Q&As

There are conduct considerations that govern the way solicitors must deal with documents that have been disclosed to them by mistake, eg where a solicitor sends a legally privileged document to the other side by mistake. However, does the CPR or any code of conduct say anything about litigants in person receiving legally privileged documents from the other side by mistake?

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Published on LexisPSL on 10/12/2019

The following Dispute Resolution Q&A provides comprehensive and up to date legal information covering:

  • There are conduct considerations that govern the way solicitors must deal with documents that have been disclosed to them by mistake, eg where a solicitor sends a legally privileged document to the other side by mistake. However, does the CPR or any code of conduct say anything about litigants in person receiving legally privileged documents from the other side by mistake?

There are conduct considerations that govern the way solicitors must deal with documents that have been disclosed to them by mistake, eg where a solicitor sends a legally privileged document to the other side by mistake. However, does the CPR or any code of conduct say anything about litigants in person receiving legally privileged documents from the other side by mistake?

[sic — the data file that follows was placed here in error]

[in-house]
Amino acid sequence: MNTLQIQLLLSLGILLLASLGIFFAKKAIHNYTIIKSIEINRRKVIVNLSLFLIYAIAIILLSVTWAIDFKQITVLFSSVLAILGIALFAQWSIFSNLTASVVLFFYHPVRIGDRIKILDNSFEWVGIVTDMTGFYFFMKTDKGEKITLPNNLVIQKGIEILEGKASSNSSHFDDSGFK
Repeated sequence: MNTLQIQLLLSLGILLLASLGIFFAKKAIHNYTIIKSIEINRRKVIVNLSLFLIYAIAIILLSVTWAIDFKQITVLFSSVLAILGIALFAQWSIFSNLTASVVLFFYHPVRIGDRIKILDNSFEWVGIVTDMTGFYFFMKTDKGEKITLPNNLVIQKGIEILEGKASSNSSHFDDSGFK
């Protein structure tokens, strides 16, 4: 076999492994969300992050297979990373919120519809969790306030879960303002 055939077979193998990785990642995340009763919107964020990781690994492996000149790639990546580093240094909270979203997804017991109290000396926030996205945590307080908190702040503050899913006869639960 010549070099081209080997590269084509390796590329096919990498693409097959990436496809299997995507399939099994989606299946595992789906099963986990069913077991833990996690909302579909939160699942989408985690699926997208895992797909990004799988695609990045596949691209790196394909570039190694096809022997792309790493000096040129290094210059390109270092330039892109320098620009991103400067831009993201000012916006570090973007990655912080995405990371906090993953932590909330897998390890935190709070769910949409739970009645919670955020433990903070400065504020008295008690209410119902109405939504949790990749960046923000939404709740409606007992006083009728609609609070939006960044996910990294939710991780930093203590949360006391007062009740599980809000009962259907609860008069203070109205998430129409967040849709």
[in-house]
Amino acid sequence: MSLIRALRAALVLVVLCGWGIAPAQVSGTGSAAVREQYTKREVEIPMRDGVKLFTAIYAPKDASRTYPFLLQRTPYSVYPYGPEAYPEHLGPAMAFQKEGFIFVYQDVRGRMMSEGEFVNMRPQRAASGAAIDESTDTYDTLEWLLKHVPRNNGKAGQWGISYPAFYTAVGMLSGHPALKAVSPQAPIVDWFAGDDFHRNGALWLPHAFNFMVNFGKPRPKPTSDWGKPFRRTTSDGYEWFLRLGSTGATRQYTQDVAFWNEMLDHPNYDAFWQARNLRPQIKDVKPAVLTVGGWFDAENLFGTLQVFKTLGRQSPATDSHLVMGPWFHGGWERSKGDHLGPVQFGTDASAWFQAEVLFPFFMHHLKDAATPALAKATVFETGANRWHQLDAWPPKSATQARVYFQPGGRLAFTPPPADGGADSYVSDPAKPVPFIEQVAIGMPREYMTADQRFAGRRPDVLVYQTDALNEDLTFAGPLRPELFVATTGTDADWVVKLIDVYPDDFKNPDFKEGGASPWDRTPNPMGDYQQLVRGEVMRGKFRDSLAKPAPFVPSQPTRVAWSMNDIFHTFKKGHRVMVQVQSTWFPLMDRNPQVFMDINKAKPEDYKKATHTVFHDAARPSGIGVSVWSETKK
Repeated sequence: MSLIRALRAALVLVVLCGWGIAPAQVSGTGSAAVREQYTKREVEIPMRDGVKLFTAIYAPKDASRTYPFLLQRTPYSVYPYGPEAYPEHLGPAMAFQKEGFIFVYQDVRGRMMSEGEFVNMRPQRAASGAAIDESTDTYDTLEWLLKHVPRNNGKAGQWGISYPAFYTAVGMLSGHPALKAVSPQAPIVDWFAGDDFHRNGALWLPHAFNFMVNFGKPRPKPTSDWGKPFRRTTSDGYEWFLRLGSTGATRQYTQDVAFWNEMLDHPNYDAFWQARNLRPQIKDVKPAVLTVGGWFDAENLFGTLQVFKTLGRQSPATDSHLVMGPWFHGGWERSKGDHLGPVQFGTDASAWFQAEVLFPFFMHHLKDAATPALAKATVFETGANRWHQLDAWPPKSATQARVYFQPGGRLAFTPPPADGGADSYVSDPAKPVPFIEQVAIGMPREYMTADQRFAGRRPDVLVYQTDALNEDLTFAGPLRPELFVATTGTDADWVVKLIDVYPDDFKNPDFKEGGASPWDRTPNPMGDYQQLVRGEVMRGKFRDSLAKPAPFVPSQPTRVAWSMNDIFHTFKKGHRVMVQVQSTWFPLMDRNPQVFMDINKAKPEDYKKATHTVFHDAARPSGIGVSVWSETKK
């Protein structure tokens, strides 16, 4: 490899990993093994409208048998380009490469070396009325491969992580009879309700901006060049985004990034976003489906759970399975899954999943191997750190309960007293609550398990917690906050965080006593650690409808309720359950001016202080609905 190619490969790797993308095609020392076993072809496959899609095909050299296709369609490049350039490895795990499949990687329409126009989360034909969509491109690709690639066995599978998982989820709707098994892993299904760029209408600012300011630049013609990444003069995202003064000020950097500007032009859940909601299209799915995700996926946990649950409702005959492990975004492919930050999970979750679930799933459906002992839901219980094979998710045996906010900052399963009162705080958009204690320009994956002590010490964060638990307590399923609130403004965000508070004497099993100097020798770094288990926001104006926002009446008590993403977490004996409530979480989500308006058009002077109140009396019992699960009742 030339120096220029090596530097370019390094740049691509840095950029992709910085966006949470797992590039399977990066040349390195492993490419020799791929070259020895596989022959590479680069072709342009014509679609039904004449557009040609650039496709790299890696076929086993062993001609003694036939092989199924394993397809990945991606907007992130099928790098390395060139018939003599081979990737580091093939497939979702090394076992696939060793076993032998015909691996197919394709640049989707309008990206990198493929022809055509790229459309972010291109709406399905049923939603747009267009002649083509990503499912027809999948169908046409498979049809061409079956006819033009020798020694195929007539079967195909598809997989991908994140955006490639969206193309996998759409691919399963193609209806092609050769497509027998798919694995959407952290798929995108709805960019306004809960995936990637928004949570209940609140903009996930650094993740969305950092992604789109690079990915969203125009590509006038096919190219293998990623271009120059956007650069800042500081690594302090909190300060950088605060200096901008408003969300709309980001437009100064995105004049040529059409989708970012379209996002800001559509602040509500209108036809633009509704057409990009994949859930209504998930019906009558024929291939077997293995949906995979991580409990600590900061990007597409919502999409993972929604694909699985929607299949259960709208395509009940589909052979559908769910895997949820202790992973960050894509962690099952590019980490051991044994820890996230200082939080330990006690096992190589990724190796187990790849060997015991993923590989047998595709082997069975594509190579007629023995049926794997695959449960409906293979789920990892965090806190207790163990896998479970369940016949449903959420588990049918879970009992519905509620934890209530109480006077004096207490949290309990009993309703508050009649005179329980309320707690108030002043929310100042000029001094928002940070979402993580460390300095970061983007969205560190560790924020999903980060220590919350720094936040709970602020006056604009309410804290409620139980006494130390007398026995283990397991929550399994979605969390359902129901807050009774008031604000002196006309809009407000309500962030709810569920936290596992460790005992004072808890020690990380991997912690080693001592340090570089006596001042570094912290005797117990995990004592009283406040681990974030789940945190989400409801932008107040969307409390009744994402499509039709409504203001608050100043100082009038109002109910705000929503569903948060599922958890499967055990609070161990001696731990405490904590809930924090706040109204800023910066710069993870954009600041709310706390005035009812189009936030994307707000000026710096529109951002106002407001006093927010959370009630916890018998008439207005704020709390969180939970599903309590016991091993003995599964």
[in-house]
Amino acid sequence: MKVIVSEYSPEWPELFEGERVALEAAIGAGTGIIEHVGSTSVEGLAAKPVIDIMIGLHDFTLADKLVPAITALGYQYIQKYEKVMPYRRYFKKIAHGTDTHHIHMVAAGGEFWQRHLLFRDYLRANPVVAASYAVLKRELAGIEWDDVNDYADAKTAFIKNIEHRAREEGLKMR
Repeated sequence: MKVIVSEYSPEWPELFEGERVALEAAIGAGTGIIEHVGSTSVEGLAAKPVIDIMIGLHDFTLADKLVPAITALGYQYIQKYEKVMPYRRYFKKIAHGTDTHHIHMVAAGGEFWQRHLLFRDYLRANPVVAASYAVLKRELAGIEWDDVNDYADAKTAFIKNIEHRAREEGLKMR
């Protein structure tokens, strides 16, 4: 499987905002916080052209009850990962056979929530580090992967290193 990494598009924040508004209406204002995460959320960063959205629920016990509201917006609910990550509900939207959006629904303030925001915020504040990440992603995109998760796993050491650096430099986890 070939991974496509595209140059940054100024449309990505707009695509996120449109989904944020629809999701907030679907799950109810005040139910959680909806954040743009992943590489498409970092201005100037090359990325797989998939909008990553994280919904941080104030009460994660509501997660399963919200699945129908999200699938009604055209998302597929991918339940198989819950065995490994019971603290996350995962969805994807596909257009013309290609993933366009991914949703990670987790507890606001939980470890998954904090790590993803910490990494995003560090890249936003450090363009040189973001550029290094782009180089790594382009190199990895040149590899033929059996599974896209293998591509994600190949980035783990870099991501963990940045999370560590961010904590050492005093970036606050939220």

The Court of Appeal considered this issue obiter in Al Fayed v Commissioner of Police of the Metropolis at para [24], but did not come to a conclusion on what standard would be applied to a litigant in person:

‘We should add that in the discussion so far we have not considered the case where B is a litigant in person and thus does not have a solicitor acting for him. In the IBM case Aldous J suggested (at p 423) that the test should be what would be obvious to the reasonable solicitor in order to ensure consistency between different types of case. That opinion was not, however, necessary for the decision and was not considered in Breeze. Moreover, it is not consistent with the passage from the judgment of Mann LJ in Pizzey quoted above. We are not persuaded that it is correct, although it is not necessary for us to determine the true position in order to decide this appeal because, as

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